Holier Than Thou: Strategic CSR and the Threat of Managerial Hypocrisy



Why do some firms attract a higher share of public moral judgment than others for similar moral transgressions? Despite the potentially severe consequences of moral judgment, this question has received little research attention. We hypothesize that moral standards at which firms are held are more stringent if firms are perceived as good firms, defined as companies that seem to care more about advancing the social rather than private goal compared to other firms since an inconsistency in the moral conduct may induce the perception of hypocrisy. We test the hypothesis that the management of firms with high scores in CSR-related dimensions are more likely to attract negative media attention when they violate top executive compensation norms. Our evidence is affirmative and stable across different models such as negative binominal and glm regressions. However, moral transgressions seem only to be perceived as hypocritical when the moral discrepancy in conduct affects the same moral category of justice. Differences in the visibility of firms or mimetic processes of the press cannot explain our results.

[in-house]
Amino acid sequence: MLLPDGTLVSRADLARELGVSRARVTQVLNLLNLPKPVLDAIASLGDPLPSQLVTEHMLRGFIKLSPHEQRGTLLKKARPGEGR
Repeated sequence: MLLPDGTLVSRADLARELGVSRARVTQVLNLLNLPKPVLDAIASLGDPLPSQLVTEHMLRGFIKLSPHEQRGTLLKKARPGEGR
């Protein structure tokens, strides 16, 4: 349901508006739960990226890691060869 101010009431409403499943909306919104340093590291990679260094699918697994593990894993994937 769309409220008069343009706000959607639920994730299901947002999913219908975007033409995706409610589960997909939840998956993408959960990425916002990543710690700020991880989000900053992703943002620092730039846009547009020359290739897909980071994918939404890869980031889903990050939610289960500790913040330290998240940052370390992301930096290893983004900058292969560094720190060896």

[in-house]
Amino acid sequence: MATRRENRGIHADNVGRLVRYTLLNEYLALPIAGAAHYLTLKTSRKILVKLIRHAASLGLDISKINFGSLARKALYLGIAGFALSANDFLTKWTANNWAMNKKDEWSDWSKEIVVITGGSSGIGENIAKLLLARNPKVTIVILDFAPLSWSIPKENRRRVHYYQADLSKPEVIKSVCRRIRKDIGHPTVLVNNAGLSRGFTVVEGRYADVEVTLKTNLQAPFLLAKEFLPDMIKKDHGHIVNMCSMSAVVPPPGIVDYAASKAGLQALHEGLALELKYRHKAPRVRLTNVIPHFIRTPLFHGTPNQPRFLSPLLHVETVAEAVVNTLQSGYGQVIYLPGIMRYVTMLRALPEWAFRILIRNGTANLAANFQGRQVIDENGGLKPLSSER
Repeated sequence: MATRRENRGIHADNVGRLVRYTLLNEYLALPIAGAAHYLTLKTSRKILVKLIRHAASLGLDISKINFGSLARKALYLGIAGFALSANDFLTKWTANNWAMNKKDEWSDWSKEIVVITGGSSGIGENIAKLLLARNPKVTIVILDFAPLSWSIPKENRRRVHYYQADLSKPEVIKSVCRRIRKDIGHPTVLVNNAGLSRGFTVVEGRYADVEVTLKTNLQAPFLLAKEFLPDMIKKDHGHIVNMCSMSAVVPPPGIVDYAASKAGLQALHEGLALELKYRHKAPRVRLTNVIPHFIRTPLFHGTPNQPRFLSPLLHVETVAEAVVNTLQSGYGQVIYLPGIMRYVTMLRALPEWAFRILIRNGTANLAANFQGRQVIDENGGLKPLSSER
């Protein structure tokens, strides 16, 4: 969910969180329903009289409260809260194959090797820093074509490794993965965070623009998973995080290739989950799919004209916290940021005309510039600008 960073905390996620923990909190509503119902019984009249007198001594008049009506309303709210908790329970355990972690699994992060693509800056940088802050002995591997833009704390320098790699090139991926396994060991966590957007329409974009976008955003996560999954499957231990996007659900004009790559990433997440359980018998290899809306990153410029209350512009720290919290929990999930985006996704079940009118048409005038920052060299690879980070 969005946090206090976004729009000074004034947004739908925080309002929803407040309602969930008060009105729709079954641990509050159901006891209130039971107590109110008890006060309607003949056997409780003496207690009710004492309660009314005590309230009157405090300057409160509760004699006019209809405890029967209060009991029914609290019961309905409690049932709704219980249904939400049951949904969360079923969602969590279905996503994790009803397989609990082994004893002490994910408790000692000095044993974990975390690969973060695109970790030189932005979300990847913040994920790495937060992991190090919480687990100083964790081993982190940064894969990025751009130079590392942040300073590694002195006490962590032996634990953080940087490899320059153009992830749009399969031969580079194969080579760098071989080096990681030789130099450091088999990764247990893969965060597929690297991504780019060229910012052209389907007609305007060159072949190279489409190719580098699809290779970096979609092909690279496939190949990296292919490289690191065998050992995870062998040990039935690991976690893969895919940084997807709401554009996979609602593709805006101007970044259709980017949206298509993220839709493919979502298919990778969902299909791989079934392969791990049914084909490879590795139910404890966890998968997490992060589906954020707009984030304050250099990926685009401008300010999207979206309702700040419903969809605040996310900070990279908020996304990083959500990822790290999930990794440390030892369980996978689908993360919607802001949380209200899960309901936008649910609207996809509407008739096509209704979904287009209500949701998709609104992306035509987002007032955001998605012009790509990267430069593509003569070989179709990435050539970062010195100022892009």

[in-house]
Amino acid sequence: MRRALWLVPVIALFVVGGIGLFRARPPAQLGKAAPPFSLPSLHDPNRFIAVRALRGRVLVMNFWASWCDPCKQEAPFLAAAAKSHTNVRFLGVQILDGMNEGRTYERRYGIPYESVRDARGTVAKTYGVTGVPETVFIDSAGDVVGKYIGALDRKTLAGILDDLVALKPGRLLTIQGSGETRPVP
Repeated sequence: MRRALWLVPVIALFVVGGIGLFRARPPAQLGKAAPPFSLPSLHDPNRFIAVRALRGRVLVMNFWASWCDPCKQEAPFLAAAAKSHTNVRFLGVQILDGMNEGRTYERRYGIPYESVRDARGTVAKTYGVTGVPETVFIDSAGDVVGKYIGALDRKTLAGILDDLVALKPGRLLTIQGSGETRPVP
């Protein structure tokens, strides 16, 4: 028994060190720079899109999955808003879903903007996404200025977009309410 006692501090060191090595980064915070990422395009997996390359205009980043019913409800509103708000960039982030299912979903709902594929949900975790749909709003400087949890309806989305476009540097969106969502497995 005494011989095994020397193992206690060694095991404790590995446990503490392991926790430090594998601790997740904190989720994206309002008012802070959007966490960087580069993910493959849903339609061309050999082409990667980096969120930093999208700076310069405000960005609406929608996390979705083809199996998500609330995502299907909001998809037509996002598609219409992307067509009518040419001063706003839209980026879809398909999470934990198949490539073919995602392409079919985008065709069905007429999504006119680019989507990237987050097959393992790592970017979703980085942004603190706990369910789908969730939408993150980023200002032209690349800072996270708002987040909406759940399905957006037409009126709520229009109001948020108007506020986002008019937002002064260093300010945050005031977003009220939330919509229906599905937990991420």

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Guido Berens